Crypto hacks in North Korea are getting out of hand as state-sponsored hackers continue to target blockchain companies, a cybersecurity expert warns.
Nick Carlsen, a blockchain analyst at TRM Labs and a former FBI analyst, warned that cybertheft is “going to get worse” during a panel discussion on cyber-enabled crimes for the Center for a New American Security (CNAS) which took place on August 9, 2022.
Carlsen stated that the threat landscape is at its peak with financial fraud and that:
The theft “is going to get worse. Cryptocurrency is going to become much more of an accepted means of actual payment settlement.”
In particular, the discussion between the US and South Korea was part of a strategy for enhancing cooperation on combating cyber-enabled financial crime, with a focus on cryptocurrency and blockchain technology, and the rise of cyber activity in North Korea.
US and South Korea to strengthen cyber-working group
In 2021, the United States and South Korea committed to strengthening their alliance through a joint cyber-working group with an emphasis on cybercrime and creating strategies for combating ransomware.
One noteworthy outcome of the group’s work would be the promotion of information sharing on North Korean cyber activity with the South Korean government, stated So Jeong Kim, a senior researcher at the Institute for National Security of South Korea.
In May 2022, the United States and South Korea came together again at the US-ROK Summit between US president Joe Biden and ROK president Yoon Suk-yeol to reanimate the idea of the previously planned joint cyber-working group.
However, no notable progress on US-ROK cyber-working groups has been seen since, with both Washington and Seoul staying silent on the subject.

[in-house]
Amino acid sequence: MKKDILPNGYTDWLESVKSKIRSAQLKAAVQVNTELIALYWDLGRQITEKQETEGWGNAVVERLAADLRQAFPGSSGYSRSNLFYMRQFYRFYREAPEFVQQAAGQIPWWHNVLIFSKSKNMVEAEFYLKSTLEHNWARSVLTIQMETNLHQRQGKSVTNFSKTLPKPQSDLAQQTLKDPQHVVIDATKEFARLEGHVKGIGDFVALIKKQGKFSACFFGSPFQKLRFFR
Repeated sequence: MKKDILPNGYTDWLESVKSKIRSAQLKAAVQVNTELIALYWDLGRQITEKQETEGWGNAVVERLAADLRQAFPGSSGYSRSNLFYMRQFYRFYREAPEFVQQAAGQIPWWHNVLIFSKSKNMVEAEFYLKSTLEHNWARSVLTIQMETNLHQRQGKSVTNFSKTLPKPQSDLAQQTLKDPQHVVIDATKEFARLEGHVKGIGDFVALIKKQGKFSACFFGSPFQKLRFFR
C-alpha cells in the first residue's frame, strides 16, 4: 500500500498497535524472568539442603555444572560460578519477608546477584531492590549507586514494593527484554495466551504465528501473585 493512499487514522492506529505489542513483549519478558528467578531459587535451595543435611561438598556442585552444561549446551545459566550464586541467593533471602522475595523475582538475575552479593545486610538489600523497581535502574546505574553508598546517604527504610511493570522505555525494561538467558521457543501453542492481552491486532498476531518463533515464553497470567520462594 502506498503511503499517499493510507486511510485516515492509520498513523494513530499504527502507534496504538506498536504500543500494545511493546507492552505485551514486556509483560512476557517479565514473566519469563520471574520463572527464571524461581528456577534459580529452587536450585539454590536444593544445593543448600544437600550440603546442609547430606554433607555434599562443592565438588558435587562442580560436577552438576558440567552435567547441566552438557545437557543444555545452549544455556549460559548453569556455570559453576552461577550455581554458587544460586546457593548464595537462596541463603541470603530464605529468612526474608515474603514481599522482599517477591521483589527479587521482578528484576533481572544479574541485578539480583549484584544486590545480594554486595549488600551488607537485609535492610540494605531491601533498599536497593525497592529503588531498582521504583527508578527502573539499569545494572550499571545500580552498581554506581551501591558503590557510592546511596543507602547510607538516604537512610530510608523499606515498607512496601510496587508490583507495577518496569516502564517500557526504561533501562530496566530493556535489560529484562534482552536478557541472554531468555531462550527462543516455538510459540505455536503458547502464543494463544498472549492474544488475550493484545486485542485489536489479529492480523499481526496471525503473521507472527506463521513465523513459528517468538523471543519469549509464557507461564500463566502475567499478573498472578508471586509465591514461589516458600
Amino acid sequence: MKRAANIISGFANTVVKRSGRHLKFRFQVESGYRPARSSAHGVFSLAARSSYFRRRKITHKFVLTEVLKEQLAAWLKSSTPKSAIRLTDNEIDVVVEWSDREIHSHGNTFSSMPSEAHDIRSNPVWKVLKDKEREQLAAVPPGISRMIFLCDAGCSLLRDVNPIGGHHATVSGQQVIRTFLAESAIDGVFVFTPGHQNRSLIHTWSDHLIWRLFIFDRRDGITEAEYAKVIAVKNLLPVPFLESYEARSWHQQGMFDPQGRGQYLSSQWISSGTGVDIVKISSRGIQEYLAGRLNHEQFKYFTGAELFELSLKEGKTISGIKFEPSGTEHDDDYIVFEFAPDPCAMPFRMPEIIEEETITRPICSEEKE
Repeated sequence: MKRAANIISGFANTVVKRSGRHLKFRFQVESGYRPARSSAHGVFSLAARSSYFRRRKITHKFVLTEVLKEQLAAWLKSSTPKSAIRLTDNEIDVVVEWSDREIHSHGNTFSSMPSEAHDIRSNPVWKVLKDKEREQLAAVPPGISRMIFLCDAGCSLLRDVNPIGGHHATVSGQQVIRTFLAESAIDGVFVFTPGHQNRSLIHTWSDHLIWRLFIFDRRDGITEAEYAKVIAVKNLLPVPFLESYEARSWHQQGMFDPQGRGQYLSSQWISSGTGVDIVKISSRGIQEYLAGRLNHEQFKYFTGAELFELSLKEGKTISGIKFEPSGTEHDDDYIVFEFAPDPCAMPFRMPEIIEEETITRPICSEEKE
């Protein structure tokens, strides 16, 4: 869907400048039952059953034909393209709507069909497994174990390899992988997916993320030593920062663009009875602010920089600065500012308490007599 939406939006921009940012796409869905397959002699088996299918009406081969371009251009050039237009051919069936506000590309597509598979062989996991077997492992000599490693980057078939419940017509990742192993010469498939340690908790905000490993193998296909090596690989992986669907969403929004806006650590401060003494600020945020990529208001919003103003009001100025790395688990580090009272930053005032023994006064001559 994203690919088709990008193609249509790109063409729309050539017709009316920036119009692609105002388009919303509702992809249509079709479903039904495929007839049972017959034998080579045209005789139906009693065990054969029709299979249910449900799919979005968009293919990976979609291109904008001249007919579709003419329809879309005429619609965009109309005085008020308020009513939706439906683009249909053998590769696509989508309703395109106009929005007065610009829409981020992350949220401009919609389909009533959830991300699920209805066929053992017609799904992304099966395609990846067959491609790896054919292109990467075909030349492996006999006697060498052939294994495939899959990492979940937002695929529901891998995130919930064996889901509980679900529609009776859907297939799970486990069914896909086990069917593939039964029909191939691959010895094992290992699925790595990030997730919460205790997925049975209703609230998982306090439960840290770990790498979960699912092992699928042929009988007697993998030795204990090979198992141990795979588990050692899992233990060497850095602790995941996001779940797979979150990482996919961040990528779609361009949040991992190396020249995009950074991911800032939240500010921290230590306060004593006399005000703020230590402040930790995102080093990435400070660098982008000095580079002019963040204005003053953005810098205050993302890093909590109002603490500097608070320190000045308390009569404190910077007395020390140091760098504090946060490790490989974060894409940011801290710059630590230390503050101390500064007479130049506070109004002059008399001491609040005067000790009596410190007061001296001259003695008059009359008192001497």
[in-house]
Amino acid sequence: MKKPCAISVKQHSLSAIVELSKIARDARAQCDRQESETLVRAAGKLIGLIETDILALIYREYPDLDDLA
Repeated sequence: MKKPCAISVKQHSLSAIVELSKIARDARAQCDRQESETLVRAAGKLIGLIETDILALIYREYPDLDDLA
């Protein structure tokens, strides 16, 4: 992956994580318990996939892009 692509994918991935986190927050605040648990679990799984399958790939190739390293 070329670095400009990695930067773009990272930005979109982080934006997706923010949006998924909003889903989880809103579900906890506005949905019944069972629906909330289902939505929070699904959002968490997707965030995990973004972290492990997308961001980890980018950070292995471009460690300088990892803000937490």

Joint operations needed to recover stolen assets
Notably, during the US.-ROK panel, Carlsen stated that the current cybersecurity situation calls for joint operations to recover stolen assets directly from North Korean hackers adding that they’ve probably gotten used to being in a position of being the hunter, not the hunted, which makes a direct approach the smartest strategy.
On a final note, Carlsen suggested:
If you were to combine the intelligence that both countries have on those networks, not to hoard it, but to share it in a productive way, that could actually have a meaningful impact here, to interdict and seize post crypto – where it’s in the traditional financial system, which is much more accessible and vulnerable to recovery.
With the recent rise of crypto crimes in North Korea, the nation became the global leader in crypto crime, now netting over $1.5 billion. Ultimately, facing these challenges head-on the experts state is not only a suggestion but a question of global cybersecurity.
Watch the full discussion: North Korean crypto hacking ‘to get worse’
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